In 1995, when I arrived for the first time in India, I went straight to Bodhgaya where Gautama the Buddha got enlightened under the famous Bodhi Tree. No, I did not go there with the intention to learn meditation and get enlightened. Even when some other travellers asked me to join their group meditations, I did not go. I spent my days just hanging out on the banks of the dried river bed near the village and close to the bodhi tree inside the main temple. I also spent a lot of time going through the Buddhist scriptures in the main library. I was fascinated by the Buddha’s teaching, but I felt it was not the right time for me to learn meditation, maybe because I could not sit cross-legged without pain.

Unexpectedly, the ‘right’ time came sooner than desired when I stayed in Rishikesh learning yoga. Every evening, as part of the schedule in the ashram where I was staying, there was a one hour group sit. So I also joined. There were no instructions, and to my dismay, a one hour session meant one hour of suffering. I had to endure intense pain in the hips, knees and back from sitting cross-legged on the floor without cushions. Luckily, I remembered some of the meditation instructions I had read in the scriptures back in Bodhgaya. In a nutshell, the instructions were simply to observe the breath. This somehow saved me. I guess at that time it was more of a forceful pranayama to distract myself from the pain, rather than an observation of the breath. However, just staying with the breath helped me gain tremendous focus. With the yoga practice and continued sitting practice, meditation became my favorite pastime. It seemed natural to spend two hours every day sitting for meditation and it soon became an integral part of my daily life. I did not have to think about the benefits to get inspired to practice regularly. For me it seemed simply the best activity I could think of, as any other activity appeared egoistic to me. Only later, after I met Amma, it dawned on me that if I really want to become selfless, I need to learn to be of service. Just sitting around with eyes closed is not enough. Amma says meditation is as precious as gold but she also says if we combine meditation with selfless service, it would be like gold becoming fragrant.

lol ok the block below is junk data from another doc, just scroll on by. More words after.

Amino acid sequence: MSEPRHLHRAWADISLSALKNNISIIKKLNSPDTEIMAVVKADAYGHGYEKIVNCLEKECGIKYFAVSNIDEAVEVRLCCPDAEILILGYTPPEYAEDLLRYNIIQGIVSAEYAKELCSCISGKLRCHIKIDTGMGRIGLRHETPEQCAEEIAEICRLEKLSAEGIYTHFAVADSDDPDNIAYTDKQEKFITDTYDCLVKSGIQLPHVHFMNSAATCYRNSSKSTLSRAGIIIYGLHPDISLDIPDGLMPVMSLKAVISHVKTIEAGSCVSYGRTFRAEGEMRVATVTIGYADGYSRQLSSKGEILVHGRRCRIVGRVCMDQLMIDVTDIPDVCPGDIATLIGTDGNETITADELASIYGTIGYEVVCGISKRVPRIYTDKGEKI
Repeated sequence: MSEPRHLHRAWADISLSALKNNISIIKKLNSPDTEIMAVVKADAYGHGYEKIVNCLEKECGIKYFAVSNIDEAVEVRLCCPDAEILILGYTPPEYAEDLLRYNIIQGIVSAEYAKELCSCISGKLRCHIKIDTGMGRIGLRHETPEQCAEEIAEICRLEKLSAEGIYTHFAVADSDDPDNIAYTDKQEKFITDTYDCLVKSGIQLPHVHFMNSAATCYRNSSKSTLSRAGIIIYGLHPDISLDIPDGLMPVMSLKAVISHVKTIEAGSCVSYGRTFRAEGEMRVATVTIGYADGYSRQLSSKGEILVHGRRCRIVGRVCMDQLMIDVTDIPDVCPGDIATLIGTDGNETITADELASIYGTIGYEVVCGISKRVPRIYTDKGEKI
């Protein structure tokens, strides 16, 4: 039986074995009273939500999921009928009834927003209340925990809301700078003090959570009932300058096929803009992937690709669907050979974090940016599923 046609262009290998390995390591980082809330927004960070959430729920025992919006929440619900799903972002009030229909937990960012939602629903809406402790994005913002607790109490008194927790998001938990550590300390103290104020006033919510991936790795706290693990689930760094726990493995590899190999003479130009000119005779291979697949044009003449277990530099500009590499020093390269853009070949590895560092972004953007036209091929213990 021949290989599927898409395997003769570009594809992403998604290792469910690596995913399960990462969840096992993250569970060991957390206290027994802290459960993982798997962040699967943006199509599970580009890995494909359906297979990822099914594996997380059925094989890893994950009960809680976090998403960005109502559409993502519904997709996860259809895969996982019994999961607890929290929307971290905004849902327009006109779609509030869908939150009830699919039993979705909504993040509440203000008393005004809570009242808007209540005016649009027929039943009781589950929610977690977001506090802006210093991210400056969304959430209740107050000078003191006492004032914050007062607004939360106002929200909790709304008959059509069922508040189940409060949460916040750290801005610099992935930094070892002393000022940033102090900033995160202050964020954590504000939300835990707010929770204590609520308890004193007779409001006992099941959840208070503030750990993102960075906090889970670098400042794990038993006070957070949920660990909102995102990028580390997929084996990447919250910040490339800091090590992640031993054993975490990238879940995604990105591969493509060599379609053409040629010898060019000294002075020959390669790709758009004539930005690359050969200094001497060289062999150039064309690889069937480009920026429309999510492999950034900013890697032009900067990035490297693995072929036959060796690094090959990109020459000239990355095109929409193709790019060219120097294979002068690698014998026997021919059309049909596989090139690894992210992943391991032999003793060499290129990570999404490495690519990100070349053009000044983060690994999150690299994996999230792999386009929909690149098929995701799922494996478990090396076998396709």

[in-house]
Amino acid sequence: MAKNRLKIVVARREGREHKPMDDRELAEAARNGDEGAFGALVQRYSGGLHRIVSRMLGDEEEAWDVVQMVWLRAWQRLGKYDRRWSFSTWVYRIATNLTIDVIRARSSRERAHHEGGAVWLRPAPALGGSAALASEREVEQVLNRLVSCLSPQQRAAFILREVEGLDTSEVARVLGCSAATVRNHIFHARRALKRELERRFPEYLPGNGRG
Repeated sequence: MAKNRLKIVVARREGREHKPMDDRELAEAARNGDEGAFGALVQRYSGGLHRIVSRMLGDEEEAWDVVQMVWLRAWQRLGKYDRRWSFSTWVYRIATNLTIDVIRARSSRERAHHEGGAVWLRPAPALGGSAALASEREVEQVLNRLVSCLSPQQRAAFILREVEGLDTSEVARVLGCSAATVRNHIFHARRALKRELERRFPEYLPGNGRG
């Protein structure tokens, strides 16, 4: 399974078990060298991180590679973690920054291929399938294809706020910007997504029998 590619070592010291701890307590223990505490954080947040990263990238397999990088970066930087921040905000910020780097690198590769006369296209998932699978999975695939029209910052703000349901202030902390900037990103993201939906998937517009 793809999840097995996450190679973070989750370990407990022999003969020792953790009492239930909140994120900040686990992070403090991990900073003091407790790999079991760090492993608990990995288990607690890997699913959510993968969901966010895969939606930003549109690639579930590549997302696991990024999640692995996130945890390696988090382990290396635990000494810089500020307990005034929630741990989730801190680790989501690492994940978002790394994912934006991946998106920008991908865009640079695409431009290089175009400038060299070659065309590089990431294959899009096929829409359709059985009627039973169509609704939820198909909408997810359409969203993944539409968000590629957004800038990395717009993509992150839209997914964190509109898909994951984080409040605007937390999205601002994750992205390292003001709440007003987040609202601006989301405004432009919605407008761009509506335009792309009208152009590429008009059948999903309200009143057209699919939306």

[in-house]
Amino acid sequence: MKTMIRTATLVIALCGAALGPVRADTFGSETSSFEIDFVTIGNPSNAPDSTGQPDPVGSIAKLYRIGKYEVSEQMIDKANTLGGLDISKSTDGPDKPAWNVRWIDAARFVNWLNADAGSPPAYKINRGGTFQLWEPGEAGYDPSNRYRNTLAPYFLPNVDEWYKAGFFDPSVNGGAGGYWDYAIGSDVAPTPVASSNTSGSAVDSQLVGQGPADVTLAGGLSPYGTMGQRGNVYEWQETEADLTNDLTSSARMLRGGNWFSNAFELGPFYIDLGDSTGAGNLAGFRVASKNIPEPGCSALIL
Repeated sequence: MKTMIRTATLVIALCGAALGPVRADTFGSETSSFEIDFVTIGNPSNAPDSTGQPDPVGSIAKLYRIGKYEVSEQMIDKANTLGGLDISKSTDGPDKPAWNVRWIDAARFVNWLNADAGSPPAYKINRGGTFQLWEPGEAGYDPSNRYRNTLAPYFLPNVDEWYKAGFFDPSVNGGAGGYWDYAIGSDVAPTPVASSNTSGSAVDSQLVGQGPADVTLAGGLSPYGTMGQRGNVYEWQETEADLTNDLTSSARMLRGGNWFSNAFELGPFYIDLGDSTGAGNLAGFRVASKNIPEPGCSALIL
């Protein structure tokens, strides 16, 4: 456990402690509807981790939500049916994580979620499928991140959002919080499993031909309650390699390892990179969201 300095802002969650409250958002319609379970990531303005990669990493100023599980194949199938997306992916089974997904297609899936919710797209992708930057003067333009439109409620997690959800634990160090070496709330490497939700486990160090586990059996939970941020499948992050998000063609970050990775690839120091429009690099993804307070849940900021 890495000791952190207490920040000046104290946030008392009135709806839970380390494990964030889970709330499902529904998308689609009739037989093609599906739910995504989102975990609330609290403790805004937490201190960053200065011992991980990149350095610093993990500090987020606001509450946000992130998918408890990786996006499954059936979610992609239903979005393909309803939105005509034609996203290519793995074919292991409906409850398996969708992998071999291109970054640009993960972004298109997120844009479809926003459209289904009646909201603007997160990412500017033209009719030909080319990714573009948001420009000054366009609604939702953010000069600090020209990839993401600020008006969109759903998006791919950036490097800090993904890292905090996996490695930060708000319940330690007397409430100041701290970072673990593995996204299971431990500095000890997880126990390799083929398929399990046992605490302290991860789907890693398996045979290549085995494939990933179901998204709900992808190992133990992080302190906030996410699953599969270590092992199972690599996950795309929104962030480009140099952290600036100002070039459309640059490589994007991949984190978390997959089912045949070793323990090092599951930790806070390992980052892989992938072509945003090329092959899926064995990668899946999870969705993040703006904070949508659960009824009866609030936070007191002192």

Lately, when I was involved in teaching IAM (Integrated Amrita Meditation) I seriously started to contemplate on why we should meditate. I received questions on the benefits of practice from the participants and wanted to have this clear in my mind whenever I had to present this subject. So, I came up with 3 reasons why I meditate and would like to share those here. 

1. Meditation is fun

OK, maybe not always and not for everybody in the beginning, but with ongoing practice, everyone will experience some blissful moments. Of course these are only temporary moments and their occurrences are not under our control. It would be foolish to get attached to those fleeting moments. At the same time I feel it is important to enjoy those blissful moments and use them to get inspired to sit regularly. In this process, the mind WILL get more concentrated and a concentrated mind is by nature a happier mind than a distracted mind. At times of deep concentration the mind can become so blissful that it feels like joy is oozing out of every pore of one’s being.

It has another advantage when we discover that meditation can be blissful: We learn to become less dependent on outer circumstances for our joy, which allows us to move effortlessly towards that joy which we carry within.

2. We learn about our self

In the process of trying to focus the mind, whether we want or not, we will learn more about our mind. That might not always be so pleasant but it is always rewarding. Benefits will show not only on the path of meditation but also in our daily life when we interact with the world and with people in the world. When we understand how our mind works, which in essence operates like anyone else’s mind, we become more understanding towards others and also more compassionate. We recognize that others have to deal in principle with the same ‘mental issues‘ as we do. 

3. We learn more about the ‘SELF

As our mind becomes more one-pointed and more refined, the teachings of all the masters will become clearer and more accessible. Hearing them say “You are eternal,” or “Pure Consciousness is all there is,” will have a different effect on us than before. Even listening to our friends or our partner will have more depth. In regard to all matters, spiritual or worldly, a mind which is lucid and one-pointed will be able to focus better on the task at hand. That is also true when we listen to spiritual talks. It becomes of real importance especially when we listen to the words of the Guru. Gradually we comprehend that these words are not only theory and our mind will become more and more fit to abide in the Guru’s words of wisdom.

If you are still doubting, ‘could I not be doing something more fruitful than just sitting here with my eyes closed?’ and these 3 reasons are not enough to get you on your meditation cushion, here is one more quote from Amma:

“Not even a single moment spent in meditation is a waste of time”